Apart from gynaecologists, the ring, popularly known as the NuvaRing, can be found at Mount Elizabeth’s (Mount Elizabeth Road) pharmacy and costs $43.14 per box. Each box contains one ring. Now compare that to a minimum of $8 for a box of 12 condoms. Ladies, wouldn’t you rather get the guy to buy himself the cap than get you a ring?

The study also looked at women’s awareness of seven other contraceptives to ascertain the level of awareness and knowledge of contraception among women in Singapore, and to see if current measures to educate women on contraception are effective. All the women, who were between 21 and 49 years old, know of the condom, and 89.2 per cent were aware of oral contraceptives.

However, less than half were aware of five of the newer methods available. These five are: birth control patches, implants, hormonal intrauterine device (IUD), injectable contraceptives, and, yes, vaginal rings. Awareness of hormonal IUDs ranked at the bottom, with only 24.3 per cent being aware of them. Women ought to be aware of alternatives other than the pill and condoms, because they might be more suitable for their bodies, or even more effective.

MethodAwareness
Condoms100 per cent
Oral contraceptive pills89.2 per cent
Tubal ligation73 per cent
Copper IUD72.2 per cent
Implant48.3 per cent
Injectable contraceptive46.7 per cent
Patch 40.9 per cent
Vaginal ring31.7 per cent
Hormonal IUD24.3 per cent

Here are the seven contraceptives (apart from condoms and the NuvaRing) available in Singapore, and where you might get them. Note though, that all require a prescription from, or a consultation with, a doctor.

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1. Oral contraceptives

These come in the form of pills which contain a combination of hormones, estrogen and progestin, in your body when ingested. These hormones prevent pregnancy by preventing ovulation.

Oral contraceptives are available at pharmacies and some GP clinics for a range of prices. You can buy these contraceptives after visiting a doctor for a prescription at certain Watsons, Guardian and Unity pharmacies. Pills cost between $6 and $50.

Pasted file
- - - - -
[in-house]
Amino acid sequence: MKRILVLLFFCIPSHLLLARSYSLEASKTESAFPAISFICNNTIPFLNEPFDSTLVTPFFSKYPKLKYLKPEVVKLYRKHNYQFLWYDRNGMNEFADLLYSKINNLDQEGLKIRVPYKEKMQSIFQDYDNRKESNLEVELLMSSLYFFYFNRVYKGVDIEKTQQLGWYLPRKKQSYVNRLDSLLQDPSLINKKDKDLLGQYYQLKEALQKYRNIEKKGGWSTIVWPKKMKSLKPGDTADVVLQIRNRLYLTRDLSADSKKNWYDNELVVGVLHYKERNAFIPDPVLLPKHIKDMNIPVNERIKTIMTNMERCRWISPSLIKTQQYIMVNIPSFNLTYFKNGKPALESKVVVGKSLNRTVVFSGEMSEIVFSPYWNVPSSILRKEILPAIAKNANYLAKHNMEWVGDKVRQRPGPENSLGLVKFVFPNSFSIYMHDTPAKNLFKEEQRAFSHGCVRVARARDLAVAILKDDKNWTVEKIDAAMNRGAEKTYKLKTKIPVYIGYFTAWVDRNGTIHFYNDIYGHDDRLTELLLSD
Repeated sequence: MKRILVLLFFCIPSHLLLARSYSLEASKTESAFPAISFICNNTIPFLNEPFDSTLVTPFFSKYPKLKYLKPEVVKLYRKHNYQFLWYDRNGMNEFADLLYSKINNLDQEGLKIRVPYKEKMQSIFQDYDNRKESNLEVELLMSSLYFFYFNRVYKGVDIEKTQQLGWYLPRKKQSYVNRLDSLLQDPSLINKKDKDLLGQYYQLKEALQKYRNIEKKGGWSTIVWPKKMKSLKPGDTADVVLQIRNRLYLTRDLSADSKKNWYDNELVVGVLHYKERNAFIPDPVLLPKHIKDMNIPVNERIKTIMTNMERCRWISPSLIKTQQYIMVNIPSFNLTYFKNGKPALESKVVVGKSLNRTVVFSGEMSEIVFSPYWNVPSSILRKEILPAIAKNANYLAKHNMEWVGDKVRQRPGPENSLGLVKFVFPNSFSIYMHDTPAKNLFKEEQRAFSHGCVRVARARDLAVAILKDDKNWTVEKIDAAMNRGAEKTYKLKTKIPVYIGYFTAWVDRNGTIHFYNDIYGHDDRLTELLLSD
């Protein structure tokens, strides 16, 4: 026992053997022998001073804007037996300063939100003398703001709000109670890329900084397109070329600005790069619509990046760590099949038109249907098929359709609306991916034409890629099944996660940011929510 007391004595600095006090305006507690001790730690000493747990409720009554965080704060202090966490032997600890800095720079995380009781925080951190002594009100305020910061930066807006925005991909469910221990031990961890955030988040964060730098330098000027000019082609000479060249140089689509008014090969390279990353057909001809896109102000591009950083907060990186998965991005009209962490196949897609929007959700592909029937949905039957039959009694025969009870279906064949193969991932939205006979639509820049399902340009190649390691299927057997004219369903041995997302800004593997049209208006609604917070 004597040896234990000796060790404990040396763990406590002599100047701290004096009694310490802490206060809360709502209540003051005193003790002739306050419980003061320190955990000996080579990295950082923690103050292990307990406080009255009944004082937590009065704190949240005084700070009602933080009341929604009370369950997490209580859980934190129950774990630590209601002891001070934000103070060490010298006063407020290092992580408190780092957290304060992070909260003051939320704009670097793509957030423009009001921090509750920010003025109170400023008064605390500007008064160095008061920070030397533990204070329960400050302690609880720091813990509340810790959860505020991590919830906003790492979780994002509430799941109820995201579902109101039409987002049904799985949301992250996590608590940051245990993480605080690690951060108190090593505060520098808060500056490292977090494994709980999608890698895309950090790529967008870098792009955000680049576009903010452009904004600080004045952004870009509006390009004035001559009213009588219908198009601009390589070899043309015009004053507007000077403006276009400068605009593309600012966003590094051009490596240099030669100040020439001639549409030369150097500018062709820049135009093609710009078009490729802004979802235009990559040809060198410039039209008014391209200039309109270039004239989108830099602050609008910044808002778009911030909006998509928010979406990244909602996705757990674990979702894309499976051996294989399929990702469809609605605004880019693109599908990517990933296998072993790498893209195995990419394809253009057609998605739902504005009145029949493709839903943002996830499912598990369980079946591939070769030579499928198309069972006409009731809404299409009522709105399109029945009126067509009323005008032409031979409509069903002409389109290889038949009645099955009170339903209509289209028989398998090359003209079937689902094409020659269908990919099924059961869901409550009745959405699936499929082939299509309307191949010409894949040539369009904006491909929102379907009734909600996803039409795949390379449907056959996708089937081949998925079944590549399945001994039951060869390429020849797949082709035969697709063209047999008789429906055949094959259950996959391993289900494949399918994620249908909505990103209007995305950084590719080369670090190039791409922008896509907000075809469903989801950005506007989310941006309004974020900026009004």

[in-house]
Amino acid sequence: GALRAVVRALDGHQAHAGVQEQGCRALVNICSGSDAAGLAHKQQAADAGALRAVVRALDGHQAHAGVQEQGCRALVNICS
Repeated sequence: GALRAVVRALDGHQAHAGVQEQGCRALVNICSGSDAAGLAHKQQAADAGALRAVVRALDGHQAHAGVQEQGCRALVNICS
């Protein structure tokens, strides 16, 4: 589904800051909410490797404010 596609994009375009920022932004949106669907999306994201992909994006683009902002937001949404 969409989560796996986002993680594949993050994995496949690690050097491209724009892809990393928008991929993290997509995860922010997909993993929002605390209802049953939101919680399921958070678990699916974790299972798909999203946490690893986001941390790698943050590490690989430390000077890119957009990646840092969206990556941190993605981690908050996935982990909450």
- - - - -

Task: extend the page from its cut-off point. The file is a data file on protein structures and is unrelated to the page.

2. Implants

Birth control implants are devices that release a hormone which prevents pregnancy. They come in the form of plastic rods the size of matchsticks, and are placed under a woman’s skin – usually her upper arm. Implants are probably not available over-the-countertop at pharmacies, as they require doctors to inject them.

However, they should be available at gynaecologists or specialist clinics. GynaeMD Women’s Clinic provides Implanon, a type of implant, for $823, including the consultation fee and the device itself. Consultations range between $120 and $135. The implant should last for three years.

3. Copper IUDs

In case you’re wondering what they are, IUDs, are T- or U-shaped plastic devices that are inserted into a woman’s uterus by a doctor. The copper IUD is wrapped with a copper wire and makes the uterus and fallopian tubes produce fluid that kills sperm.

The IUD device has a plastic string tied to its end, which hangs down through the cervix into the vagina. The doctor uses this string to remove it. IUDs are a long-term birth control method that can last up to five years.

Copper IUDs are available at KK Women’s and Children’s Hospital’s outpatient pharmacy for around $40. You can visit a gynaecologist to have the copper IUDs inserted as well. A procedure at Judy Wong Clinic for Women would cost $420, not including consultation fee and GST.

4. Hormonal IUDs

Similar to the copper IUDs, hormonal IUDs are inserted into the uterus for long-term birth control. It comes in a T-shaped plastic frame that releases a substance and thickens the cervical mucus to prevent sperm from reaching or fertilising an egg.

KK Women’s and Children’s Hospital’s outpatient pharmacy has Mirena, a brand of hormonal IUD, for around $350. A procedure at Judy Wong Clinic for Women would cost $680, not including consultation fee and GST.

5. Birth control patch

The birth control patch is a small, square patch that looks like a plastic bandage. The woman sticks it to her skin, and it releases hormones into her body to prevent pregnancy. One patch can last a week. The more popular brand of patches in Singapore is Evra, which is stocked at certain Unity, Guardian, and Watsons pharmacies.

Unity pharmacies sell a box of Evra, which comes with three patches, for $43.15. Guardian sells it for $40 per box, while Watsons sells it for $35.70. Not all branches of the pharmacies stock the patches though – it is recommended that you call the branch before making a trip. KK Women’s and Children’s Hospital’s outpatient pharmacy also sells Evra for $36 per box. These require a prescription too.

 6. Injectable contraceptives

The contraceptive injection is a shot that contains hormones which stop a woman’s body from releasing eggs and thickens the mucus at the cervix. Shots are needed either once a month, or once every three months, and are administered by doctors.

Dr Tan & Partners clinics provide injectable contraceptives for $45, not including consultation fees. Its consultation fee for its branch at Robertson Quay is about $60 to $80. Judy Wong Clinic for Women provides the shot for $40, not including the consultation fee.

 

7. Tubal ligation

This is a permanent form of birth control that involves severing the fallopian tubes so that the eggs cannot reach the uterus. The equivalent procedure for a man would be a vasectomy, where the vas deferens from each testicle is clamped. This prevents sperm from mixing with the semen that is ejaculated from the penis.

Tubal ligations are surgical procedures that are subjected to hospital and doctor rates. You can approach gynaecologists and specialist clinics for them.

 

Featured image by Najeer Yusof.